Scott: Because that’s when it’s incredibly valuable, especially when you’re looking at vintages and different economic environments. And sometimes, one of the questions we would always get asked during financing or raising a new fund at Lighthouse was how did you do in your bad vintages? And what were the ones that moved the levers?” Or how many losses? Or how many write-offs did you have during those times? And so, the fact that we were able to say, “Hey, actually we made money even in the 2000 fund” was incredibly powerful for our prospective LPs. And I think you’re bringing that data to bear for all the funds. Now, for some funds, they’re just so good, and their track record is like … Sequoia probably doesn’t get asked that question because they are just … Everyone is probably feeling pretty blessed to be an investor in a fund like that.
Kelsey: Right.
Scott: But, for most of Sandhill and most of the top VCs in New York and Salt Lake, you’ve got to prove it. You’ve got to bring data and sell and get that fund closed, sell your investors. So, having all this at their access is very, very helpful.
Kelsey: Yeah, and so at Aumni, we work with funds across the entire market. So, first time startup funds, micro funds, middle tier funds, and some of the marquee names on Sandhill Road. And what I would say for the startup and early funds is what Aumni brings to their fundraising story is a feeling of being institutional grade. So, that proof of concept fund, we have micro funds that signed up with Aumni because it made them appear institutional grade so that when they go out and try to raise fund two, they’re very thorough and organized around the performance of fund one and can have quick access to data and information so that if they are trying to bring in some larger LPs in the next time, they just feel that much more professional and ready to do it.
Scott: It’s really smart. You guys have done a really good job. I’m really excited for you. This is really cool. Well, what are some of the … As we kind of head towards the end here, what are some of the new things you guys are working on and where do you want to take the company?
Kelsey: Yeah, it’s a great question. We are a startup, so the answer may change as we shift and shape, but—
Scott: Sometimes the answer is everything.
Kelsey: Yeah.
Scott: Those are the ones where I know I’m in trouble. When I say that, I need to pare it back because we’re a startup too. But yeah, what are you most excited about? That’s probably the question I should be asking you.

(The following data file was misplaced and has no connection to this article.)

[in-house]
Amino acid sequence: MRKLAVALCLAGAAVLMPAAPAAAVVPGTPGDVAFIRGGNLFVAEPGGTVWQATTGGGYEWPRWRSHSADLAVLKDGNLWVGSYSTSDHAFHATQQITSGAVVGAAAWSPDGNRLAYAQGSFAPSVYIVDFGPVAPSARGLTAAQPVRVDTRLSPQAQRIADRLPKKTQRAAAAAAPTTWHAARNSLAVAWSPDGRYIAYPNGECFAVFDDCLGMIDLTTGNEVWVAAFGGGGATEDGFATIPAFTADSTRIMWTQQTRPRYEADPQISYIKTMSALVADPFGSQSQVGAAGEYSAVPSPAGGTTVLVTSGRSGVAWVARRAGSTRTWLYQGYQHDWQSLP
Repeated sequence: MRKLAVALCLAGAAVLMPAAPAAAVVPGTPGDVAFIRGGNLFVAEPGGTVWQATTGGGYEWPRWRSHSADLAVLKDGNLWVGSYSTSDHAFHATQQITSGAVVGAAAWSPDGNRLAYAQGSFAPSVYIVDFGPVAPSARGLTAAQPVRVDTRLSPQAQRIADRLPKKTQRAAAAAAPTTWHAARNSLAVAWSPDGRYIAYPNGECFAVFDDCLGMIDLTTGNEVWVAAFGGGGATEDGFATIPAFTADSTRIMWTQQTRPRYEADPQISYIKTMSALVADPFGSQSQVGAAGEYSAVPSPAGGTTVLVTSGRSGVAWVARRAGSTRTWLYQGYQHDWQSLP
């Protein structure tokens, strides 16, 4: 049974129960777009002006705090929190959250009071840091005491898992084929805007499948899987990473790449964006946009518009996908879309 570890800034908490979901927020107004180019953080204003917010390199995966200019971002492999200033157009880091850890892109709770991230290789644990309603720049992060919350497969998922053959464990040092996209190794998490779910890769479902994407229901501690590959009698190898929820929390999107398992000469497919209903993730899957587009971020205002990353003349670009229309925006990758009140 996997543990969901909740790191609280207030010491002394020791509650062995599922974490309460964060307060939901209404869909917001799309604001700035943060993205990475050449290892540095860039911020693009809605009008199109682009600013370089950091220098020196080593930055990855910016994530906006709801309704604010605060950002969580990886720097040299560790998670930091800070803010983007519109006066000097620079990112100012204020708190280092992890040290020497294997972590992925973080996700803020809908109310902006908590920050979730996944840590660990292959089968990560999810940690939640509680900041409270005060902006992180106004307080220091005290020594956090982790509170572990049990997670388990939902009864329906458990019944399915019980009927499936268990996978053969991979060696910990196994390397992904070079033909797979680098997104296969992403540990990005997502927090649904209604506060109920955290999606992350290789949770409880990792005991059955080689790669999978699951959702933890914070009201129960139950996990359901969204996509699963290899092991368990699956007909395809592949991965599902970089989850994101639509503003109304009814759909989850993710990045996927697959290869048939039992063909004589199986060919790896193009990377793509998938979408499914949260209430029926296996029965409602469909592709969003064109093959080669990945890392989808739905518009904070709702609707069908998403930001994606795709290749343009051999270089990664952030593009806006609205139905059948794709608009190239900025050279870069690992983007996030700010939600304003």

Kelsey: Yeah, so all joking aside, we are very focused. And we feel like we really have found our niche in being experts in the underlying legal agreements. And so, you can expect Aumni to do a lot more with that. And what we’ve done to date is we are great at analyzing legacy investments, investments that have already happened. And I think where you can expect us to go is even deeper on the analytics and data from those investments. And then also, what we want to do is thrust ourselves into the investment-making decision for deals that haven’t yet closed, so live deals. I think you can expect Aumni to be a really valuable partner as funds are considering investments and trying to analyze these complex legal arrangements before they cut the check or send the wire.
Scott: I love it. I look forward to the day where you’re a default item on the due diligence checklist. In fact, the Kruze Consulting due diligence checklist is on our website. I will add the Aumni diagnostic onto that checklist, so everyone knows they should be using you guys before a round closes.
Kelsey: That’s certainly our vision, Scott, is we think we will become the standard for venture investing, and we’ll be the source of data and truth around these complex docs. And we’re really excited to tackle the issue and feel very confident in what we’re trying to build here.
Scott: I love it. I love it. Well, thanks so much for coming by. Can you give a quick little recap of what Aumni does, and then also tell folks where they can find you on the web and maybe how they get a hold of you. And no pressure in giving out your cell phone number. Email is probably totally cool or just the website.
Kelsey: Yeah, so you can find me at Kelsey, K-E-L-S-E-Y at Aumni, A-U-M-N-I dot fund, F-U-N-D. So kelsey@ aumni.fund. Our website is also aumni.fund, www.aumni.fund. And yeah, Aumni’s here. We are the experts in analyzing complex legal agreements and pulling out the most important legal, financial, and economic data out of those and doing it in a really an audit-grade fashion.
Scott: I love it. I’ve been talking and following you guys since you were a two-person company, and I’m really thrilled at your success. Kudos to you and Tony, and many, many, many good days ahead. I’m really excited just to be in your world and hopefully be a customer pretty soon. And congrats on all your success.
Kelsey: Yeah, thanks a lot, Scott. This has been great.
Scott: Cool. All right, Kelsey, take care, buddy.
Kelsey: Okay, thanks.
Speaker 2: (singing) It’s Kruze Consulting. Founders and Friends with your host. Scotty Orn.

Explore podcasts from these experts